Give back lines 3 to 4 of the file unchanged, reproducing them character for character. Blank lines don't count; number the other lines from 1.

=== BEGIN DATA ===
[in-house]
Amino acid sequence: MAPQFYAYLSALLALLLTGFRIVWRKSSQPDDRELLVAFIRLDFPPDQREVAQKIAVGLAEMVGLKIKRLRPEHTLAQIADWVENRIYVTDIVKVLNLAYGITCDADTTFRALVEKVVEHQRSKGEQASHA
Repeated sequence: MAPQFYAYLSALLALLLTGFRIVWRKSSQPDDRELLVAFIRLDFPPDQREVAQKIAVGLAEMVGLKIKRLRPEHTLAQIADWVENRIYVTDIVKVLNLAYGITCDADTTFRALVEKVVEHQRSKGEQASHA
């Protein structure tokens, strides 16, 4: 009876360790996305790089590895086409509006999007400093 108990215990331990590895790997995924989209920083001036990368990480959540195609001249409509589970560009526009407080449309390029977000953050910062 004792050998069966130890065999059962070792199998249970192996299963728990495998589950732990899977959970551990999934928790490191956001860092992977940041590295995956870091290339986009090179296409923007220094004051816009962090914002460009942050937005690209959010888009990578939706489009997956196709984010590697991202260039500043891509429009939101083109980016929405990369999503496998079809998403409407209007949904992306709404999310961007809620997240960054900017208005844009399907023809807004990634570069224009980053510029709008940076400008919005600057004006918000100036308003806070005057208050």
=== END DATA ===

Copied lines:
Repeated sequence: MAPQFYAYLSALLALLLTGFRIVWRKSSQPDDRELLVAFIRLDFPPDQREVAQKIAVGLAEMVGLKIKRLRPEHTLAQIADWVENRIYVTDIVKVLNLAYGITCDADTTFRALVEKVVEHQRSKGEQASHA
């Protein structure tokens, strides 16, 4: 009876360790996305790089590895086409509006999007400093 108990215990331990590895790997995924989209920083001036990368990480959540195609001249409509589970560009526009407080449309390029977000953050910062 004792050998069966130890065999059962070792199998249970192996299963728990495998589950732990899977959970551990999934928790490191956001860092992977940041590295995956870091290339986009090179296409923007220094004051816009962090914002460009942050937005690209959010888009990578939706489009997956196709984010590697991202260039500043891509429009939101083109980016929405990369999503496998079809998403409407209007949904992306709404999310961007809620997240960054900017208005844009399907023809807004990634570069224009980053510029709008940076400008919005600057004006918000100036308003806070005057208050």